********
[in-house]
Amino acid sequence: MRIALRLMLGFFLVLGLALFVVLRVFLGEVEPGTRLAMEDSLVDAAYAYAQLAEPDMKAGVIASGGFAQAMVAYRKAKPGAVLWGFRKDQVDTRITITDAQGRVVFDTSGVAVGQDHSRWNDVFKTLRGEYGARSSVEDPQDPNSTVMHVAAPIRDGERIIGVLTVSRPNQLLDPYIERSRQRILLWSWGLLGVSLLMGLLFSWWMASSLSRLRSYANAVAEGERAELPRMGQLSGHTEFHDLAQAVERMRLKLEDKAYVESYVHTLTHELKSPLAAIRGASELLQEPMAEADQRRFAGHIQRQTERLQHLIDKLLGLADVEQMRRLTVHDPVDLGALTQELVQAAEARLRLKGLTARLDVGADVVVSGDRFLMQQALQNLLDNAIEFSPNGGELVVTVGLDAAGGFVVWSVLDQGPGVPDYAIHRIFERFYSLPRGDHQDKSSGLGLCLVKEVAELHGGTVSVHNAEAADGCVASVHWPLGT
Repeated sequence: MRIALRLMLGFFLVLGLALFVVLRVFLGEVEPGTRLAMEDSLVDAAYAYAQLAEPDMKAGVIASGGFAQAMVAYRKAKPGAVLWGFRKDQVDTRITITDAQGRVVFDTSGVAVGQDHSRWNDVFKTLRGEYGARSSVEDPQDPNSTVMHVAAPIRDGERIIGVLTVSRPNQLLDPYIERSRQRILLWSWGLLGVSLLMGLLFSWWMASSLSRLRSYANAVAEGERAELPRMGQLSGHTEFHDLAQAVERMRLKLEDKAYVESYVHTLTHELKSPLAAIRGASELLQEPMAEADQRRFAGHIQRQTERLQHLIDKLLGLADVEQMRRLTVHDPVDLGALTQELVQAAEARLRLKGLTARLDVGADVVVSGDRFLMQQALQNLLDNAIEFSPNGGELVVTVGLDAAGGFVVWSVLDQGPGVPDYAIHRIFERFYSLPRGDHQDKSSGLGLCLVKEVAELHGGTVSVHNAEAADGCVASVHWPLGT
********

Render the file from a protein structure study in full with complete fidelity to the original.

[in-house]
Amino acid sequence: MRIALRLMLGFFLVLGLALFVVLRVFLGEVEPGTRLAMEDSLVDAAYAYAQLAEPDMKAGVIASGGFAQAMVAYRKAKPGAVLWGFRKDQVDTRITITDAQGRVVFDTSGVAVGQDHSRWNDVFKTLRGEYGARSSVEDPQDPNSTVMHVAAPIRDGERIIGVLTVSRPNQLLDPYIERSRQRILLWSWGLLGVSLLMGLLFSWWMASSLSRLRSYANAVAEGERAELPRMGQLSGHTEFHDLAQAVERMRLKLEDKAYVESYVHTLTHELKSPLAAIRGASELLQEPMAEADQRRFAGHIQRQTERLQHLIDKLLGLADVEQMRRLTVHDPVDLGALTQELVQAAEARLRLKGLTARLDVGADVVVSGDRFLMQQALQNLLDNAIEFSPNGGELVVTVGLDAAGGFVVWSVLDQGPGVPDYAIHRIFERFYSLPRGDHQDKSSGLGLCLVKEVAELHGGTVSVHNAEAADGCVASVHWPLGT
Repeated sequence: MRIALRLMLGFFLVLGLALFVVLRVFLGEVEPGTRLAMEDSLVDAAYAYAQLAEPDMKAGVIASGGFAQAMVAYRKAKPGAVLWGFRKDQVDTRITITDAQGRVVFDTSGVAVGQDHSRWNDVFKTLRGEYGARSSVEDPQDPNSTVMHVAAPIRDGERIIGVLTVSRPNQLLDPYIERSRQRILLWSWGLLGVSLLMGLLFSWWMASSLSRLRSYANAVAEGERAELPRMGQLSGHTEFHDLAQAVERMRLKLEDKAYVESYVHTLTHELKSPLAAIRGASELLQEPMAEADQRRFAGHIQRQTERLQHLIDKLLGLADVEQMRRLTVHDPVDLGALTQELVQAAEARLRLKGLTARLDVGADVVVSGDRFLMQQALQNLLDNAIEFSPNGGELVVTVGLDAAGGFVVWSVLDQGPGVPDYAIHRIFERFYSLPRGDHQDKSSGLGLCLVKEVAELHGGTVSVHNAEAADGCVASVHWPLGT